CHICAGO (CBS/WBBM) — Attorneys for the Chicago Public Schools and the Chicago Teachers Union are scheduled to head back to federal court Thursday, over the union’s lawsuit challenging the layoffs of hundreds of teachers last summer.

As WBBM Newsradio 780’s Bernie Tafoya reports, 1,300 teachers were let go last summer, for what CPS said were financial reasons.

A federal appeals panel ruled the layoffs should be rescinded. The court ruled that CPS did not have the right to fire teachers without regard to seniority or tenure.

But the school system and the Teachers’ Union are at odds over whether that means the teachers actually have to be rehired.

Still, Teachers Union president Karen Lewis says the lawsuit is not her only weapon.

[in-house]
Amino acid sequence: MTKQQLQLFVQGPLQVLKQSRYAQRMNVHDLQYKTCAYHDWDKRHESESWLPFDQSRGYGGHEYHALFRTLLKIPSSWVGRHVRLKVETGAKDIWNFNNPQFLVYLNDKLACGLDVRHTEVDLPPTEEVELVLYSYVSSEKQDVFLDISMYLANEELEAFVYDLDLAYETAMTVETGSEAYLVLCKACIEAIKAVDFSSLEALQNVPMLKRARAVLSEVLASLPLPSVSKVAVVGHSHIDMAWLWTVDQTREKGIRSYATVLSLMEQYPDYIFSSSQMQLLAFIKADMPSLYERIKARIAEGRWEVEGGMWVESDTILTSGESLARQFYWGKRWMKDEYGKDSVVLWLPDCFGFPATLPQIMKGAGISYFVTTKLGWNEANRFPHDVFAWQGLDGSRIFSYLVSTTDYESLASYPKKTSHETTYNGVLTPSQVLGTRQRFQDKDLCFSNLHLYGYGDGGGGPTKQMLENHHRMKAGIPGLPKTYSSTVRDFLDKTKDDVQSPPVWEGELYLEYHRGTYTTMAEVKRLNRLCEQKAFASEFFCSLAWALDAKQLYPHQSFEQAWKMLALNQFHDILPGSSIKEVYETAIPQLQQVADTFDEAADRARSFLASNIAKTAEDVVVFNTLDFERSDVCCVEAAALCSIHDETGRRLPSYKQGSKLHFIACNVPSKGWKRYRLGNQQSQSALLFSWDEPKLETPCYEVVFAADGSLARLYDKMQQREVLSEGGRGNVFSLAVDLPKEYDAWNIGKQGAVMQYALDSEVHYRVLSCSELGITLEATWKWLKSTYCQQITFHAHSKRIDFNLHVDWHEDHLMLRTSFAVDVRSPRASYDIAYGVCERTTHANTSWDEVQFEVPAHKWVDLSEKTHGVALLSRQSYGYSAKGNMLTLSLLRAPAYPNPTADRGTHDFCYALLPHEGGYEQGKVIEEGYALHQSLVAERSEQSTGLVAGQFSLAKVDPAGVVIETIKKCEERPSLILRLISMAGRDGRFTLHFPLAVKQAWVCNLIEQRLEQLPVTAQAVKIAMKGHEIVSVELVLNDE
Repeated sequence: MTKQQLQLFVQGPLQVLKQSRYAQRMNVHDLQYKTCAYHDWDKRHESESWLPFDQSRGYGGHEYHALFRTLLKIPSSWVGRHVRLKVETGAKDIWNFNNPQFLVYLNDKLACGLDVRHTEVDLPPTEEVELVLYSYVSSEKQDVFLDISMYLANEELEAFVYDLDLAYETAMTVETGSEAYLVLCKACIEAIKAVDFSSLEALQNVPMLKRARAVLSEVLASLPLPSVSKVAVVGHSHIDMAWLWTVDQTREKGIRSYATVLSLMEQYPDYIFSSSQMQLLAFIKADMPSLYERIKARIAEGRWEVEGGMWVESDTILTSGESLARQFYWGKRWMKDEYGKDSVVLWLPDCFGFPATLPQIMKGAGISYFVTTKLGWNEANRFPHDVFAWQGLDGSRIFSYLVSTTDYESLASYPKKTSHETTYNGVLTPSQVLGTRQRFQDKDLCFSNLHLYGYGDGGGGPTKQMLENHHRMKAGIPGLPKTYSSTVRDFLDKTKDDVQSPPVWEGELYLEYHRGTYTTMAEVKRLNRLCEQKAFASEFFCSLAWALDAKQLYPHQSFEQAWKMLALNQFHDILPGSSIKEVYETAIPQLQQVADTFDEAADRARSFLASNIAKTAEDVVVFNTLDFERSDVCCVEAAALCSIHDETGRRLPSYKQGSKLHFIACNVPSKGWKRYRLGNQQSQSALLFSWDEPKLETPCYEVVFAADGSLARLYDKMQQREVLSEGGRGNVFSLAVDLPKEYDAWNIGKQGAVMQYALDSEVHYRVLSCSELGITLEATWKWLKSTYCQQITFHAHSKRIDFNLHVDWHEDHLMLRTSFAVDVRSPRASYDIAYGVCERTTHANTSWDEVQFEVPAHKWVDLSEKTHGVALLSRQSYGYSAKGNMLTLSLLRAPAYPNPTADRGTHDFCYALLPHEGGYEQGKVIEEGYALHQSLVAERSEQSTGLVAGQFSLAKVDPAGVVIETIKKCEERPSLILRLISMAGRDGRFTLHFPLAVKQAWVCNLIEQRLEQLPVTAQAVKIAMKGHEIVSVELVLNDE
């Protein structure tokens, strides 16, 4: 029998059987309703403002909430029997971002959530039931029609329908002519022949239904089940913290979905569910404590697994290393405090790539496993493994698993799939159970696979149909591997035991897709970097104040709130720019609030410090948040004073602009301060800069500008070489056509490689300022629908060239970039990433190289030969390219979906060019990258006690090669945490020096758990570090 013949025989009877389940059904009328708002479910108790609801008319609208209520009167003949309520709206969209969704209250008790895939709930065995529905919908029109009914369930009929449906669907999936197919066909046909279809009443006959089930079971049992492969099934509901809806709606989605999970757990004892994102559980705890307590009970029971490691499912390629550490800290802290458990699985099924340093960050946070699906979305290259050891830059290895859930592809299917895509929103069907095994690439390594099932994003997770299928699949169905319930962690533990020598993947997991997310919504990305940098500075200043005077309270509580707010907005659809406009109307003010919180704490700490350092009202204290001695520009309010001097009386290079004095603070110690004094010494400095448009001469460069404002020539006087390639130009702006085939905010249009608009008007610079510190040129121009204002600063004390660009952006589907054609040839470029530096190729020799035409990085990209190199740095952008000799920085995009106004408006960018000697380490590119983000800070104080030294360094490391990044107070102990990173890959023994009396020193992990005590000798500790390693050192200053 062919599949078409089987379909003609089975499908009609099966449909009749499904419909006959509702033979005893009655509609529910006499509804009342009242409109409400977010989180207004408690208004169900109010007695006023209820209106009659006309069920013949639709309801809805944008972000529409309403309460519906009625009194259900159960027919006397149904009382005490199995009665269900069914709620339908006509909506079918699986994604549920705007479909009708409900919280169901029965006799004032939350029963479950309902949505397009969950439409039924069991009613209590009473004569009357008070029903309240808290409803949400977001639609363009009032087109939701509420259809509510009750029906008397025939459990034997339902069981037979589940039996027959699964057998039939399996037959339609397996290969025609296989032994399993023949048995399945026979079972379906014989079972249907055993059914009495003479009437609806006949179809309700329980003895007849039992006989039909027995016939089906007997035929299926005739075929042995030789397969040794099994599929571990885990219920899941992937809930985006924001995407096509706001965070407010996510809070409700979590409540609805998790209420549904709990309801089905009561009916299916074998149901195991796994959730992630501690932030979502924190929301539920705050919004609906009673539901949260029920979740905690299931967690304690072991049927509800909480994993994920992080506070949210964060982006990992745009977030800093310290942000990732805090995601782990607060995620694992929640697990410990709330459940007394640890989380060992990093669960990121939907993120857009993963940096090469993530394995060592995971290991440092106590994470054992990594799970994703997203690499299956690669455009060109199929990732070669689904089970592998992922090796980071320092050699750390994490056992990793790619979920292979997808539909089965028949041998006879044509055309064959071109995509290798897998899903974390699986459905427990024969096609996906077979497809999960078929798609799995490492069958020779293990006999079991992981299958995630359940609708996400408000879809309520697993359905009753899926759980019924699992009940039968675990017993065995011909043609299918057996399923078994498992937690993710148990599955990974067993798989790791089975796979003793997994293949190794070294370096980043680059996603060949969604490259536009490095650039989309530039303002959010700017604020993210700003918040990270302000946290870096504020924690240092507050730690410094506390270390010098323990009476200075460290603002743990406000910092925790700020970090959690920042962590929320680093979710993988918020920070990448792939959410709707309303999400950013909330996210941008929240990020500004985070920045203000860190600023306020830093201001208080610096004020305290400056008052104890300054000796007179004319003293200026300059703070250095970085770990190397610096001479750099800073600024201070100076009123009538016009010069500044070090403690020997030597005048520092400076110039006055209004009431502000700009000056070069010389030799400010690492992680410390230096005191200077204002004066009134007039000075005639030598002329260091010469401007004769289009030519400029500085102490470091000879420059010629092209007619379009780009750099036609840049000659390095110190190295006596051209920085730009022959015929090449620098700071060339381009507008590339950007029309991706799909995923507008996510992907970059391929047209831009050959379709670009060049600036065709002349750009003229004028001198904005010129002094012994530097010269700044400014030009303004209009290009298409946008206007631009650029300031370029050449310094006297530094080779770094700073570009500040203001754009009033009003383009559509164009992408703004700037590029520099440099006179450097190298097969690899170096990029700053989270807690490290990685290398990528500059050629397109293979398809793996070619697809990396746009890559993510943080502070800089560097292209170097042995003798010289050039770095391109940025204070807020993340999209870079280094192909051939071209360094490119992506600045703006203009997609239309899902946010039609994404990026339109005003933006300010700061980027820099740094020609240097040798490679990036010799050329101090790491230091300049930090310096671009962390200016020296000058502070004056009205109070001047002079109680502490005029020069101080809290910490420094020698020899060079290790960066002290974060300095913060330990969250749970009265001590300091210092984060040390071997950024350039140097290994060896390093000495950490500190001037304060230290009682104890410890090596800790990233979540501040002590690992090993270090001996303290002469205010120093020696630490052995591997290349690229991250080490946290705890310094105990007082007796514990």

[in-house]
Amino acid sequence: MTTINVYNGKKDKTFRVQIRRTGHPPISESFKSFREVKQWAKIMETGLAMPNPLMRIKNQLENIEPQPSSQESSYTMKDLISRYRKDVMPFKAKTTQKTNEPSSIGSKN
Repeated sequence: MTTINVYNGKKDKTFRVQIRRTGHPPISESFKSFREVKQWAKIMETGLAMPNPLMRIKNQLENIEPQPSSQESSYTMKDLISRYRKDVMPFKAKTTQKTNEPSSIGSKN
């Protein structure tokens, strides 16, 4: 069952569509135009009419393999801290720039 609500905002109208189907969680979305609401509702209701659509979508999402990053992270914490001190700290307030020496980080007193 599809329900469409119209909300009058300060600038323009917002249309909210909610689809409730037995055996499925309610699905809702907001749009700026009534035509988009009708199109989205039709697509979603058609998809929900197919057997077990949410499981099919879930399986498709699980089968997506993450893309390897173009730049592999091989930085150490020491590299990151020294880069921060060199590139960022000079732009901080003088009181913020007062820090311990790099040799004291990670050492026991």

“We do have grievances and arbitrations about this. We have the ability to file unfair labor practice,” Lewis said. “So there are a variety of ways to make our people whole.”

Lewis says about 800 of the laid off teachers found new jobs in the system. The rest are either retired or still out of work.

In June, the Chicago School Board passed a resolution giving then-CPS President Ron Huberman the power to lay off teachers without following union contracts.

Not long afterward, the layoffs began. Huberman made headlines when he introduced a resolution to lay off teachers with poor evaluations first, without regard to tenure or seniority.

The district never provided a count of how many poor performers were ultimately among those laid off, which the court later said violated union contracts.

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